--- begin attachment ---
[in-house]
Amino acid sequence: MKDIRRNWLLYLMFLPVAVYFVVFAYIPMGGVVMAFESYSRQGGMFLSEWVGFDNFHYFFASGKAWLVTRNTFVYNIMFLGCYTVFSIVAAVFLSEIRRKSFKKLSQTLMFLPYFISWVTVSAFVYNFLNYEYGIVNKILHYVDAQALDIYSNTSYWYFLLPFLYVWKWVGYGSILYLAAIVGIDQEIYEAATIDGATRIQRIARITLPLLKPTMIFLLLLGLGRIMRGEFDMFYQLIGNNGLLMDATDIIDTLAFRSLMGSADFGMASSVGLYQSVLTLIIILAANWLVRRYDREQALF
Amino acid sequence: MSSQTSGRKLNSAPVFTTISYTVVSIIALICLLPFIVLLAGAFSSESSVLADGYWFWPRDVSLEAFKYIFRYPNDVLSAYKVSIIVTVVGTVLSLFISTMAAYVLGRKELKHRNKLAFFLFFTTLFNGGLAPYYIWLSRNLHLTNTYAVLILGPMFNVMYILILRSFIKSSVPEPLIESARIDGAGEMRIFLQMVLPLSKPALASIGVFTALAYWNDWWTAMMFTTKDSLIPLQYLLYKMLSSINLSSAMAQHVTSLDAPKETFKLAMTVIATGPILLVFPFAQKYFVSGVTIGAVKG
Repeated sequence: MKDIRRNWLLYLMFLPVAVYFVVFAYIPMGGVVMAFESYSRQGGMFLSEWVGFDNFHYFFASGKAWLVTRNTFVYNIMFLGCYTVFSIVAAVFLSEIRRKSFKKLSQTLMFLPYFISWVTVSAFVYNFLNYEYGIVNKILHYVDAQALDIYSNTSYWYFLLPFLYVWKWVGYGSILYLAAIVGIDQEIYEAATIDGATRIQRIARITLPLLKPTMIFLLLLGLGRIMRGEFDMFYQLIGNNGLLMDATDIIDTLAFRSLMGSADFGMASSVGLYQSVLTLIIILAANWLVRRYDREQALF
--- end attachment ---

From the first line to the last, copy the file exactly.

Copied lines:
[in-house]
Amino acid sequence: MKDIRRNWLLYLMFLPVAVYFVVFAYIPMGGVVMAFESYSRQGGMFLSEWVGFDNFHYFFASGKAWLVTRNTFVYNIMFLGCYTVFSIVAAVFLSEIRRKSFKKLSQTLMFLPYFISWVTVSAFVYNFLNYEYGIVNKILHYVDAQALDIYSNTSYWYFLLPFLYVWKWVGYGSILYLAAIVGIDQEIYEAATIDGATRIQRIARITLPLLKPTMIFLLLLGLGRIMRGEFDMFYQLIGNNGLLMDATDIIDTLAFRSLMGSADFGMASSVGLYQSVLTLIIILAANWLVRRYDREQALF
Amino acid sequence: MSSQTSGRKLNSAPVFTTISYTVVSIIALICLLPFIVLLAGAFSSESSVLADGYWFWPRDVSLEAFKYIFRYPNDVLSAYKVSIIVTVVGTVLSLFISTMAAYVLGRKELKHRNKLAFFLFFTTLFNGGLAPYYIWLSRNLHLTNTYAVLILGPMFNVMYILILRSFIKSSVPEPLIESARIDGAGEMRIFLQMVLPLSKPALASIGVFTALAYWNDWWTAMMFTTKDSLIPLQYLLYKMLSSINLSSAMAQHVTSLDAPKETFKLAMTVIATGPILLVFPFAQKYFVSGVTIGAVKG
Repeated sequence: MKDIRRNWLLYLMFLPVAVYFVVFAYIPMGGVVMAFESYSRQGGMFLSEWVGFDNFHYFFASGKAWLVTRNTFVYNIMFLGCYTVFSIVAAVFLSEIRRKSFKKLSQTLMFLPYFISWVTVSAFVYNFLNYEYGIVNKILHYVDAQALDIYSNTSYWYFLLPFLYVWKWVGYGSILYLAAIVGIDQEIYEAATIDGATRIQRIARITLPLLKPTMIFLLLLGLGRIMRGEFDMFYQLIGNNGLLMDATDIIDTLAFRSLMGSADFGMASSVGLYQSVLTLIIILAANWLVRRYDREQALF